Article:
ISSN: 1755-425X

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Article
Publication date: 6 July 2015

Nigel Purves, Scott James Niblock and Keith Sloan

The purpose of this paper is to explore the relationship of non-financial and financial factors to firm survival, provide evidence of factors related to financial success…

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Abstract

Purpose

The purpose of this paper is to explore the relationship of non-financial and financial factors to firm survival, provide evidence of factors related to financial success and distress for prominent Australian agricultural firms, and improve the predictive capacity of financial failure models.

Design/methodology/approach

The paper utilizes mixed method exploratory case studies across four Australian agricultural firms (two successful and two failed) listed on the Australian Securities Exchange.

Findings

The authors found that the use of an Integrated Multi-Measured approach provided a higher classification rate for the failed group than those provided by an individual measure. We also discovered that non-financial factors associated with the agricultural organizations studied impacted their success or failure. These factors included managements’ involvement in organizational strategy and the composition of the board of directors. It was also apparent that management decision-making approaches may become frozen, or at best restricted, in the face of impending failure, dependent upon the stress level within the organization and the management skill base.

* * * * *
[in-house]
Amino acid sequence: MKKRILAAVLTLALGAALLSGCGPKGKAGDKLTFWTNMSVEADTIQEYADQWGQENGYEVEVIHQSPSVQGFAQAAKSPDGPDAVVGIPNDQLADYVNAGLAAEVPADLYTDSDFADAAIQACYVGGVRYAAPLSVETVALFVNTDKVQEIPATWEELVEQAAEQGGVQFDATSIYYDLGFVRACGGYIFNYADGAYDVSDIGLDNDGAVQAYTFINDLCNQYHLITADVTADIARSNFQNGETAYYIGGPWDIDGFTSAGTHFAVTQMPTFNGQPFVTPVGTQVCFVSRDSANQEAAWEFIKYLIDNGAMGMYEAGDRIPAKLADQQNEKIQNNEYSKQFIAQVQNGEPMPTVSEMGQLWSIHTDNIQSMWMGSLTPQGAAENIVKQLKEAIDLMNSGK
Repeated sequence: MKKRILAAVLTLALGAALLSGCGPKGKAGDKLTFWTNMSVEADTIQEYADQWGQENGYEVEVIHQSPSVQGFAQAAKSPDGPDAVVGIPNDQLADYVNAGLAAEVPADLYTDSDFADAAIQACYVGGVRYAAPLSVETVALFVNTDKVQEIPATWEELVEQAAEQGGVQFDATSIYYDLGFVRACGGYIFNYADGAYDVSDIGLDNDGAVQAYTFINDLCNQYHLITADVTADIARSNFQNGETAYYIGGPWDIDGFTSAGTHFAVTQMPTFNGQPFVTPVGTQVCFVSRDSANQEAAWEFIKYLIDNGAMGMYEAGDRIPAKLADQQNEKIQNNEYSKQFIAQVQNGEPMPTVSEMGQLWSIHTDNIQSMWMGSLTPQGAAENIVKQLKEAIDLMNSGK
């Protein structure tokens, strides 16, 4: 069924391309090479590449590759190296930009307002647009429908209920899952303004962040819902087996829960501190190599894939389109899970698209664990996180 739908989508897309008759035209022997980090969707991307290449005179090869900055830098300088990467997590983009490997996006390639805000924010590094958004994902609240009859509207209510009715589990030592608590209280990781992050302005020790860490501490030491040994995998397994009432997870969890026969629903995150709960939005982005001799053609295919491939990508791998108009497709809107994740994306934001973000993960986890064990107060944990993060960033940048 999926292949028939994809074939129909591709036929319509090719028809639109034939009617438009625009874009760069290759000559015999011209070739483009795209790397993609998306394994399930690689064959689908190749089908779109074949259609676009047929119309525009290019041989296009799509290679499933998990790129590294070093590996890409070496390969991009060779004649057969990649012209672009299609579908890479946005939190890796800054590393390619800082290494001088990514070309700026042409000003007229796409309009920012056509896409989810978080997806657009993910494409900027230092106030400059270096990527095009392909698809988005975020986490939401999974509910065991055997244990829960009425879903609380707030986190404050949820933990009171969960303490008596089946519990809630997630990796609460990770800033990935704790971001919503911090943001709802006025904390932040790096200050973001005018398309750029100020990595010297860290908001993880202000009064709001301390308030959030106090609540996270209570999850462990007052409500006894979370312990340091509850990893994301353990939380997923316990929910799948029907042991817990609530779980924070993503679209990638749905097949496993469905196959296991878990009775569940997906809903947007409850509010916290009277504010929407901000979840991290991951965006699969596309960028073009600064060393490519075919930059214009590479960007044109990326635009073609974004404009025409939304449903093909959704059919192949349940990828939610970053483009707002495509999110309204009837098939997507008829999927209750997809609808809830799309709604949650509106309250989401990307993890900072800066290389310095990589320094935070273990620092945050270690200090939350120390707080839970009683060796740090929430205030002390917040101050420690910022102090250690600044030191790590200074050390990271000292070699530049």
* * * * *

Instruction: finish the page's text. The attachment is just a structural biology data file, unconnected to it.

Practical implications

The cases studied indicated that non-financial factors of failure occurred prior to any financial predictors, intuitively indicating a relationship between non-financial and financial factors in Australian agricultural firms.

Originality/value

The identification of financial and non-financial factors and sound internal processes which distinguish successful and failing firms can be utilized for the development of an early warning predictor of organizational success or failure.

Details

Agricultural Finance Review, vol. 75 no. 2
Type: Research Article
ISSN: 0002-1466

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Article
Publication date: 12 October 2012

Daniël Coetsee and Nerine Stegmann

The purpose of this paper is to examine the profile of accounting research in the two academic accounting research journals in South Africa (Meditari Accountancy Research